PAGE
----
The Business Year

Graciela Gómez García

QATAR - Diplomacy

Graciela Gómez García

Ambassador of Mexico to Qatar,


Graciela Gómez García is a career diplomat with more than 30 years of experience. Since 2019, she has been the Ambassador of Mexico to Qatar, the first woman to serve in this position. Prior to this, she was deputy consul general of Mexico in Boston for six years. Her professional portfolio encompasses various positions at the Ministry of Foreign Affairs in Mexico City as well as diplomatic postings in Switzerland and the UK. She holds an MBA in international relations from El Colegio de Mexico, a master’s in diplomatic studies from the Diplomatic School of Madrid, an MPhil in European studies from the University of Cambridge, and a specialized diploma in intelligence and national security.

Qatar is currently Mexico's fourth-largest commercial partner in the Middle East, but there is potential to do much more in several up-and-coming sectors.

How does the embassy enhance the promotion of trade and investment relations between both countries?

Qatar and Mexico are natural partners whose economies are complementary. There is great potential to build on our competitive advantages to increase trade, investments, and joint ventures. The embassy plays a pivotal role in two strategic areas: economic intelligence in terms of identifying opportunities based on demand and competitive advantages and providing analytical information about how to conduct business in Mexico; and connecting business communities and enhancing dialogue between entrepreneurs, investors, and innovators. We encourage and support trade missions and the presence of Mexican exporters in Qatari fairs and exhibitions. In 2021, bilateral trade recovered some of its pre-pandemic dynamism, reaching a value of USD157.4 million, a 29% increase compared to 2020. Qatar is currently the fourth commercial partner of Mexico in the Middle East, but there is potential to do much better. During the first trimester of 2022, three trade missions have taken place both ways. In March, agro exporters from the state of Querétaro visited Doha, and few weeks later, a high-level business delegation headed by Mexico’s Minister of Foreign Affairs, Marcelo Ebrard, fulfilled a comprehensive agenda of meetings with Qatari entities and private counterparts in sectors such as construction, agriculture, energy, technological innovation, and investment funds. We are already working on a comprehensive program for the rest of the year.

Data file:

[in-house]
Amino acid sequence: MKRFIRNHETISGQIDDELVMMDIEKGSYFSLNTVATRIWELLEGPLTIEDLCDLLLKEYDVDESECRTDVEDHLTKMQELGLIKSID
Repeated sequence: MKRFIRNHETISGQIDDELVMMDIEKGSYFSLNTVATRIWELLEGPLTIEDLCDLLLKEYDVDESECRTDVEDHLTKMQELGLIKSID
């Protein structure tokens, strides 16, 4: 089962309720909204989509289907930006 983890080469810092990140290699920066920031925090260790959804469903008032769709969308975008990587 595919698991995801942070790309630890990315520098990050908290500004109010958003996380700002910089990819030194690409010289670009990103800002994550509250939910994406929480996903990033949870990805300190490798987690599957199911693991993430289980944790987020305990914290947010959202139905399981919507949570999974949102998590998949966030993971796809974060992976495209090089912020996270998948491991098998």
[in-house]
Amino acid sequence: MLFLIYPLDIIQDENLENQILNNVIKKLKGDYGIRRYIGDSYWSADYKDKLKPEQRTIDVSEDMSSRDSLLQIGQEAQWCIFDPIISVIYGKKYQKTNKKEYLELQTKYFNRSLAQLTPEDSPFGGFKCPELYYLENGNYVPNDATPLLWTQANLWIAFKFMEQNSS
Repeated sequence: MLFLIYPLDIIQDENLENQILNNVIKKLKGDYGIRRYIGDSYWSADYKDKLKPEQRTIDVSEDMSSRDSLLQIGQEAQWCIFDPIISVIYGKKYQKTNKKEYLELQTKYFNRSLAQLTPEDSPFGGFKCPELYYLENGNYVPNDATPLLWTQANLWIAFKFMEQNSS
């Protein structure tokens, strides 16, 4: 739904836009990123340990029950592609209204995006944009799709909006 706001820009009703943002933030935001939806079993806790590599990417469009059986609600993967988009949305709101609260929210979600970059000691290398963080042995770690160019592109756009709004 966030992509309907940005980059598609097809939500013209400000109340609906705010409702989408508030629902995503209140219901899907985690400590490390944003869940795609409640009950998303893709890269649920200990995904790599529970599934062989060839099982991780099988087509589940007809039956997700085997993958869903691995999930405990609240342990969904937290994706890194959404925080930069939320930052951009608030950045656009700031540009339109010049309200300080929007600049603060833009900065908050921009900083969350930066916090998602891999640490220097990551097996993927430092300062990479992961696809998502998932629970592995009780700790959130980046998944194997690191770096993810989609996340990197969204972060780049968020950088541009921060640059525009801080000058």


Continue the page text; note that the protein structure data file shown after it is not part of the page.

Which sectors are prominent for the promotion of a sustainable commercial exchange?

Qatar and Mexico are transitioning toward fully-fledged knowledge-based economies. The challenge is to further promote trade in well-established sectors while encouraging opportunities to innovate and weave alliances in areas yet to be explored. I foresee Mexican exports of high added-value agricultural products and advanced manufacturing continuing to grow in the future. There is ample room for highly specialized services in priority areas for Qatar, such as cultivation techniques in arid zones, organic agriculture, water treatment, clean energies, e-health, and logistics. Qatar is constantly on the lookout for cutting-edge service providers in areas ranging from architectural, industrial, and scientific design to information technology that could be fulfilled by Mexican companies. We are also looking into direct flights between Mexico City and Doha, which will contribute to increase tourism, business as well as closer relations between our societies.

What benefits will a bilateral agreement on agriculture between the two countries bring?

The agreement is the expression of our shared determination to improve cooperation for the benefit of our respective populations. The objective is to promote food security and strengthen collaboration between Mexico and Qatar in areas of mutual interest such as agriculture, livestock, fisheries and aquaculture. It takes into consideration that food and agricultural production; trade and research are common priorities and aims to guarantee that agricultural and livestock producers in our two countries have access to sustainable resources in a global market. Once subscribed, this agreement will contribute to achieving the objectives of Qatar National Vision 2030 and its food security program.

The Embassy expects tens of thousands of Mexicans to visit Qatar as part of the FIFA World Cup 2022. Which role does sports play in on your diplomatic vision?

Mexicans love football and our fans are on the top five worldwide in terms of tickets bought for the World Cup. The large majority of the expected 80,000 fans might not be familiar with the Middle East’s cultural and religious context. Their first visit to Qatar is a perfect occasion to experience its hospitality and its traditions as well as an opportunity for Mexicans and Qataris to learn about each other. We want to join forces with Qatar on building a legacy that can live on in 2026 when Mexico, together with Canada and the US, will host the FIFA Unity Cup. We are also working on an ambitious program to showcase our artistic and musical heritage, gastronomy, and tourist destinations so that Qatar and the world can learn more about Mexico and hopefully visit it soon.



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